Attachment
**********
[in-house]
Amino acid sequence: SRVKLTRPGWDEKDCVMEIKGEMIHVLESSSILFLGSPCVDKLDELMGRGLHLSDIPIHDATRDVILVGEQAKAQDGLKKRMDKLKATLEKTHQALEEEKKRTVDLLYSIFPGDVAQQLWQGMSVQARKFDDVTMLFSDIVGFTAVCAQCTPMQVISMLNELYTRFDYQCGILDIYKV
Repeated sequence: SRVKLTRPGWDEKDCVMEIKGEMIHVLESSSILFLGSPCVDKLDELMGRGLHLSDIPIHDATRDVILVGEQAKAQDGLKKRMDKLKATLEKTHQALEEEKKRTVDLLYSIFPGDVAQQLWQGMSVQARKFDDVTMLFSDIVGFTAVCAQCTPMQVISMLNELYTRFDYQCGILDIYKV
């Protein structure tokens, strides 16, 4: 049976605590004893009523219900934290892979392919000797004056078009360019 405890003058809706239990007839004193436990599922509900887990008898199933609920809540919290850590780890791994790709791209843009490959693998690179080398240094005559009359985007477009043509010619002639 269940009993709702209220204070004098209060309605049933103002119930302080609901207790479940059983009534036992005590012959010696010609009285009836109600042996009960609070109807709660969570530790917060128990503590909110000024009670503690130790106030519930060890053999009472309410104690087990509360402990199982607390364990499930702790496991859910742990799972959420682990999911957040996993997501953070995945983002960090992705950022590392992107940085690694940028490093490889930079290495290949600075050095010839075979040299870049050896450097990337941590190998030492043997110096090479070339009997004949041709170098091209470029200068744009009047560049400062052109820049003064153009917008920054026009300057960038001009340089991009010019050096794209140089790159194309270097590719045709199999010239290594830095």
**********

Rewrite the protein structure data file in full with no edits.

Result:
[in-house]
Amino acid sequence: SRVKLTRPGWDEKDCVMEIKGEMIHVLESSSILFLGSPCVDKLDELMGRGLHLSDIPIHDATRDVILVGEQAKAQDGLKKRMDKLKATLEKTHQALEEEKKRTVDLLYSIFPGDVAQQLWQGMSVQARKFDDVTMLFSDIVGFTAVCAQCTPMQVISMLNELYTRFDYQCGILDIYKV
Repeated sequence: SRVKLTRPGWDEKDCVMEIKGEMIHVLESSSILFLGSPCVDKLDELMGRGLHLSDIPIHDATRDVILVGEQAKAQDGLKKRMDKLKATLEKTHQALEEEKKRTVDLLYSIFPGDVAQQLWQGMSVQARKFDDVTMLFSDIVGFTAVCAQCTPMQVISMLNELYTRFDYQCGILDIYKV
């Protein structure tokens, strides 16, 4: 049976605590004893009523219900934290892979392919000797004056078009360019 405890003058809706239990007839004193436990599922509900887990008898199933609920809540919290850590780890791994790709791209843009490959693998690179080398240094005559009359985007477009043509010619002639 269940009993709702209220204070004098209060309605049933103002119930302080609901207790479940059983009534036992005590012959010696010609009285009836109600042996009960609070109807709660969570530790917060128990503590909110000024009670503690130790106030519930060890053999009472309410104690087990509360402990199982607390364990499930702790496991859910742990799972959420682990999911957040996993997501953070995945983002960090992705950022590392992107940085690694940028490093490889930079290495290949600075050095010839075979040299870049050896450097990337941590190998030492043997110096090479070339009997004949041709170098091209470029200068744009009047560049400062052109820049003064153009917008920054026009300057960038001009340089991009010019050096794209140089790159194309270097590719045709199999010239290594830095």